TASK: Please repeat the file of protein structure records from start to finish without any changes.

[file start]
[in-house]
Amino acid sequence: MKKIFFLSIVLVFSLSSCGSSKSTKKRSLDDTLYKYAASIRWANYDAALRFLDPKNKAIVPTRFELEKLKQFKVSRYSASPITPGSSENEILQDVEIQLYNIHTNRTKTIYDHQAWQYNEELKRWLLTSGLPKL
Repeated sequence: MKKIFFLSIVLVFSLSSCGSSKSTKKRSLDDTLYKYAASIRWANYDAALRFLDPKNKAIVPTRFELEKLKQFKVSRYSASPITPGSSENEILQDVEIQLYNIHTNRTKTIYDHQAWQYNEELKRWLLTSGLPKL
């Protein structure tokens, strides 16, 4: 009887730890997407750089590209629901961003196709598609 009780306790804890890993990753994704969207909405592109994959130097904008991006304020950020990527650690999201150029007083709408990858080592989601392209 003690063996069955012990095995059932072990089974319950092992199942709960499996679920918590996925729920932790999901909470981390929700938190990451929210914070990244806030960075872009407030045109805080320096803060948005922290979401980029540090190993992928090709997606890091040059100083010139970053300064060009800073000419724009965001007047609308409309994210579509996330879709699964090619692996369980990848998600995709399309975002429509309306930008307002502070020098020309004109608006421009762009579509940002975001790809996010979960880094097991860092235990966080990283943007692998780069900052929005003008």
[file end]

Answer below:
[in-house]
Amino acid sequence: MKKIFFLSIVLVFSLSSCGSSKSTKKRSLDDTLYKYAASIRWANYDAALRFLDPKNKAIVPTRFELEKLKQFKVSRYSASPITPGSSENEILQDVEIQLYNIHTNRTKTIYDHQAWQYNEELKRWLLTSGLPKL
Repeated sequence: MKKIFFLSIVLVFSLSSCGSSKSTKKRSLDDTLYKYAASIRWANYDAALRFLDPKNKAIVPTRFELEKLKQFKVSRYSASPITPGSSENEILQDVEIQLYNIHTNRTKTIYDHQAWQYNEELKRWLLTSGLPKL
């Protein structure tokens, strides 16, 4: 009887730890997407750089590209629901961003196709598609 009780306790804890890993990753994704969207909405592109994959130097904008991006304020950020990527650690999201150029007083709408990858080592989601392209 003690063996069955012990095995059932072990089974319950092992199942709960499996679920918590996925729920932790999901909470981390929700938190990451929210914070990244806030960075872009407030045109805080320096803060948005922290979401980029540090190993992928090709997606890091040059100083010139970053300064060009800073000419724009965001007047609308409309994210579509996330879709699964090619692996369980990848998600995709399309975002429509309306930008307002502070020098020309004109608006421009762009579509940002975001790809996010979960880094097991860092235990966080990283943007692998780069900052929005003008």